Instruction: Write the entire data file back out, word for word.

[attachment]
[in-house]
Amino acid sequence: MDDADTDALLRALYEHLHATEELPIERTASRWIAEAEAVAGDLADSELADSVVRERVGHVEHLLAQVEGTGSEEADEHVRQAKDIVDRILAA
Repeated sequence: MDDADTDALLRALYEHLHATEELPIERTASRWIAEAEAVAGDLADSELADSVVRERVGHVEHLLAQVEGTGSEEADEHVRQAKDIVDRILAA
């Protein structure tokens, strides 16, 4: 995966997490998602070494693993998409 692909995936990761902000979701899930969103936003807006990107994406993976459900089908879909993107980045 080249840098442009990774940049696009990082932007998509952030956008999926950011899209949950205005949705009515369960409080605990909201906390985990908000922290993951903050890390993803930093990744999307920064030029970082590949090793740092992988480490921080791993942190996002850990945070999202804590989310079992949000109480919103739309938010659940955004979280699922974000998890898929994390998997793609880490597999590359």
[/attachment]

[in-house]
Amino acid sequence: MDDADTDALLRALYEHLHATEELPIERTASRWIAEAEAVAGDLADSELADSVVRERVGHVEHLLAQVEGTGSEEADEHVRQAKDIVDRILAA
Repeated sequence: MDDADTDALLRALYEHLHATEELPIERTASRWIAEAEAVAGDLADSELADSVVRERVGHVEHLLAQVEGTGSEEADEHVRQAKDIVDRILAA
């Protein structure tokens, strides 16, 4: 995966997490998602070494693993998409 692909995936990761902000979701899930969103936003807006990107994406993976459900089908879909993107980045 080249840098442009990774940049696009990082932007998509952030956008999926950011899209949950205005949705009515369960409080605990909201906390985990908000922290993951903050890390993803930093990744999307920064030029970082590949090793740092992988480490921080791993942190996002850990945070999202804590989310079992949000109480919103739309938010659940955004979280699922974000998890898929994390998997793609880490597999590359």